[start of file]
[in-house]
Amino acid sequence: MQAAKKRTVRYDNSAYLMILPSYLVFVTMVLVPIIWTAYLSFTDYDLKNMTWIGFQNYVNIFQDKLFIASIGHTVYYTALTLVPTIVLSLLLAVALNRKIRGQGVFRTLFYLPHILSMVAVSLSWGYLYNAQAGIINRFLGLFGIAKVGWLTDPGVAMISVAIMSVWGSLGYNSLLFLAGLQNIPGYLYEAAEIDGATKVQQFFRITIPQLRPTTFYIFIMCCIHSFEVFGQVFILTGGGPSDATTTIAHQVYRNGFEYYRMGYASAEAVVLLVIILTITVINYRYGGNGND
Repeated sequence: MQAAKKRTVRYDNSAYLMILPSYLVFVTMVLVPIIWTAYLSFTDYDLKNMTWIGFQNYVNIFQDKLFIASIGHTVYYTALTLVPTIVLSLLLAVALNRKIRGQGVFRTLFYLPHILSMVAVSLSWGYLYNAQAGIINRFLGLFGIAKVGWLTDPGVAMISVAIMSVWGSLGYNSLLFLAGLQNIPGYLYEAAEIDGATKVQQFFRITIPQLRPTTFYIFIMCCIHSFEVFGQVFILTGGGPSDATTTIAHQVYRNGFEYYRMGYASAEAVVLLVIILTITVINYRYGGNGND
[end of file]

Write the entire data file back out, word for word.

[in-house]
Amino acid sequence: MQAAKKRTVRYDNSAYLMILPSYLVFVTMVLVPIIWTAYLSFTDYDLKNMTWIGFQNYVNIFQDKLFIASIGHTVYYTALTLVPTIVLSLLLAVALNRKIRGQGVFRTLFYLPHILSMVAVSLSWGYLYNAQAGIINRFLGLFGIAKVGWLTDPGVAMISVAIMSVWGSLGYNSLLFLAGLQNIPGYLYEAAEIDGATKVQQFFRITIPQLRPTTFYIFIMCCIHSFEVFGQVFILTGGGPSDATTTIAHQVYRNGFEYYRMGYASAEAVVLLVIILTITVINYRYGGNGND
Repeated sequence: MQAAKKRTVRYDNSAYLMILPSYLVFVTMVLVPIIWTAYLSFTDYDLKNMTWIGFQNYVNIFQDKLFIASIGHTVYYTALTLVPTIVLSLLLAVALNRKIRGQGVFRTLFYLPHILSMVAVSLSWGYLYNAQAGIINRFLGLFGIAKVGWLTDPGVAMISVAIMSVWGSLGYNSLLFLAGLQNIPGYLYEAAEIDGATKVQQFFRITIPQLRPTTFYIFIMCCIHSFEVFGQVFILTGGGPSDATTTIAHQVYRNGFEYYRMGYASAEAVVLLVIILTITVINYRYGGNGND